Why does a 2D animation export from Pro keep flickering?

10-09-2019 06:25 AM
New Contributor II

I have been creating animations of 2D line features though time and when I export the animations the features in the videos will randomly flicker. I have noticed this with other feature types as well. I have tried many varieties of export formats ranging from draft files, 1920x1080 to 4k at all the fps options and I have tried all of those export options on different data and different machines with different versions of ArcGIS Pro. Every single exported file inevitably at many random points in the animation flicker.

The data I have been using is stored and edited on an SDE. I have tried copying the data locally to a file geodatabase and as shape files and all the data types produce the same results.

My question is: Why is this happening, is it a bug or a setting somewhere that should be disable or enabled? How can I export an animation that does not flicker without having to export as a png sequence and edit the offending individual frames?

If anyone here can help me I would be extremely grateful!

My machine:

Type: Lenovo P51

OS: Windows 10 x64

Processor: i7-7700HQ 2.80GHz


Disks: 2 x 500GB M.2 SSD

GPU: Nvidia Quadro M1200

ArcGIS Pro version: 2.4.2

6 Replies
New Contributor III


Did you solv this or find a way around it? I have the same issue. Sometime there arbe no flickering, but sometimes there are. Seems to me it’s a bug. I am editing out the bad frames manually in Adobe Premiere. Very tedious. 

MVP Regular Contributor

Are you using a custom elevation? what fps are you exporting at? 

I get this sometimes in 3d. 

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New Contributor III


I am exporting 30 fps 1080x1920 and no 3D or elevation data. 

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New Contributor III

I also sometimes get this flicker this in both 2D and 3D animations and I finally found a solution. I was told that it is due to a problem with the rendering engine getting confused and putting layers below the surface. Yes, even in 2D.

The solution that works for me is to adjust the elevation on the flickering layer(s). Again, yes, even in 2D.

  • Open the layer's properties > Elevation
  • Set the cartographic offset to something slightly above the ground (e.g. 0.01m), or more if you are in 3D. You may also need to adjust the elevation of other layers if they disappear below this one.
New Contributor III

Since the flickering is apparently due to some "non-determinism in the z-order of the drawing of the ground surface vs. the layers painted on them" another suggested fix from an Esri dev:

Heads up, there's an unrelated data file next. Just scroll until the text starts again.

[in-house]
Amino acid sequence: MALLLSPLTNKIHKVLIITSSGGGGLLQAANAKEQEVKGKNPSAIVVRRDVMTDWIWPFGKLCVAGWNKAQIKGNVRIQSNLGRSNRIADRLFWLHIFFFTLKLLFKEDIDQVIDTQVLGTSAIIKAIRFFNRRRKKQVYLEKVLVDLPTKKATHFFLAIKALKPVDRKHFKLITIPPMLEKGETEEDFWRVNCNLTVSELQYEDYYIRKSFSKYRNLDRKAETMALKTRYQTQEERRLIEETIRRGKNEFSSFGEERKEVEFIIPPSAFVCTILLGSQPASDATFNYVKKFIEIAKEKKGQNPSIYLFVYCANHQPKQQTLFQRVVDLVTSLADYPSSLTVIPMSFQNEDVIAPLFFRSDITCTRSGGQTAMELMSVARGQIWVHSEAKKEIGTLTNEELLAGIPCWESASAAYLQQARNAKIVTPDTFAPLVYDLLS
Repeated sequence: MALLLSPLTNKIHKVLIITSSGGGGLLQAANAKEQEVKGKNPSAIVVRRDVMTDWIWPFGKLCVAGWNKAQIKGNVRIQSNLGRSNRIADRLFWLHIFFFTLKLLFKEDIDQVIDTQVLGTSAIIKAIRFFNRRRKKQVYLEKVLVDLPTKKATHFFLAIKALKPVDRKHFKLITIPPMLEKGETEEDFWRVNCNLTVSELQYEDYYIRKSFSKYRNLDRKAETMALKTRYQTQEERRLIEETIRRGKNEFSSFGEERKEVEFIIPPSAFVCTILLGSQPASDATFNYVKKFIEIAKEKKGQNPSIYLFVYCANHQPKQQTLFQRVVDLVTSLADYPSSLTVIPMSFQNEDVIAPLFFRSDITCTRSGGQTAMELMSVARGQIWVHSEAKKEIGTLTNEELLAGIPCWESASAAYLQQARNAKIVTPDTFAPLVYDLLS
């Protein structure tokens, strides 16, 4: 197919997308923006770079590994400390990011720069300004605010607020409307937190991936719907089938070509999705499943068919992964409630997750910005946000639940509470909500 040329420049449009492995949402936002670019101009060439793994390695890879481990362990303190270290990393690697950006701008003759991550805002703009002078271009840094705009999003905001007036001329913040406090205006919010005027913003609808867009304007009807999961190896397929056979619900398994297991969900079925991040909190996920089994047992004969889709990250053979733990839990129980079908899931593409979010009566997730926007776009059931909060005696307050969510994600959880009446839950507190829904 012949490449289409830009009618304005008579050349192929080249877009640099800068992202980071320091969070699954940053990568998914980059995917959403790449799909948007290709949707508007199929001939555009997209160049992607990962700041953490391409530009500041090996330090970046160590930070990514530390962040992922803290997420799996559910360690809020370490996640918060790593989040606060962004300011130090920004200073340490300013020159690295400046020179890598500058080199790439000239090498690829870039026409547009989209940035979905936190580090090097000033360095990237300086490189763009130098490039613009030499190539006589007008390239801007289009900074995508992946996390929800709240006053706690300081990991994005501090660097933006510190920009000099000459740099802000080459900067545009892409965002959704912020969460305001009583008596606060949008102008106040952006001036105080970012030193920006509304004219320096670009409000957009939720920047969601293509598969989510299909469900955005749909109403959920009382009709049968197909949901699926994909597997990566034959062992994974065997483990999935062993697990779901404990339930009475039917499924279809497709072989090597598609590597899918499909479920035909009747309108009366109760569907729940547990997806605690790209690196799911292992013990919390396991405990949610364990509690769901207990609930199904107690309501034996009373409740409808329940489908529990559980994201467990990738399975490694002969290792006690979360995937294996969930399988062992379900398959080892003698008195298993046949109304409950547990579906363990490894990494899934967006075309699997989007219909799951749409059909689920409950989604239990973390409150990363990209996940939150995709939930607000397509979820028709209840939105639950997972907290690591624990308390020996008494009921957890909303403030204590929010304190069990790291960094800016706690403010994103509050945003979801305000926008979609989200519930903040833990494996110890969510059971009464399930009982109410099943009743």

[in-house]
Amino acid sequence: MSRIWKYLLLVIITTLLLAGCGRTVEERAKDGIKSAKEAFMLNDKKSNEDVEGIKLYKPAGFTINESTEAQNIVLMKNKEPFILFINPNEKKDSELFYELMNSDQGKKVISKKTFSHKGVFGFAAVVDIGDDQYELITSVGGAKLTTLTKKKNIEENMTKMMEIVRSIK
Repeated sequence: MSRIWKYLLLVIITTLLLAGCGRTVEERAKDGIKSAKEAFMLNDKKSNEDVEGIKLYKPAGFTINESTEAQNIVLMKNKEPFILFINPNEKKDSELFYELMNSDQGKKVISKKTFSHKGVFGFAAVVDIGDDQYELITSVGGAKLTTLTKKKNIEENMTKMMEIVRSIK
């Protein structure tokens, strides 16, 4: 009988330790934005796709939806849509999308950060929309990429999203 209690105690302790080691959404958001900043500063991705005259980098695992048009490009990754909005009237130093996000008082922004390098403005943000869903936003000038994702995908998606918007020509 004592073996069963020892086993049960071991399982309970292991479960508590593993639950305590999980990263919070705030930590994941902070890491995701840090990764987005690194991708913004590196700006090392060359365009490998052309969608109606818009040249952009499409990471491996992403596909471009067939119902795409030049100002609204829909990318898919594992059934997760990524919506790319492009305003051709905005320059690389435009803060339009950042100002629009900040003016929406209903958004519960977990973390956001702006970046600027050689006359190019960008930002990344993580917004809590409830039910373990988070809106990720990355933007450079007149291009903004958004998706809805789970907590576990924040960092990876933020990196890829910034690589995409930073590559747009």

• In your layer list, select "Elevation Surfaces" > “ground” and change the color to fully transparent.
  • Then run your export again.
New Contributor III

After messing a lot with ground transparency, elevation properties (adding offsets), ground vertical exaggeration etc  - exported file is still flickering and whole animation thing in Arcgis Pro is glitchy / not robust. It is possible to avoid z-fighting for 3d layers by using Depth priority, but there no solution for 2d layers (like transparent footprints, land positions and roads on top) except for exporting things to KML and going back to Google Earth pro to record animation.
Besides the flickering, marker sizes are jerky and jumping when flying down from regional scale to local (no way to keep marker symbols consistent/same size during fly-in), layer visibility ranges simply ignored in local scene, custom projection causing "ghost labels", reference/vector tile layers are falling apart and never obey visible reference scale while exporting animation (i.e Reference/World_Boundaries_and_Places labels are unreadable/shuttered), animation export freezing application randomly with 100% GPU 0 load. Etc etc etc

Was fighting all that in Pro version 2.7.3 and 2.8

P.S. While trying to export it on laptop with different nVidia card - it behaves different, but also randomly lock up during export.
Exported animation frames have different set of glitches (white stitches dividing imagery tiles, but no flickering), so I guess all that related to nVidia drivers and handled outside of Arc. With no option to turn on software-based rendering.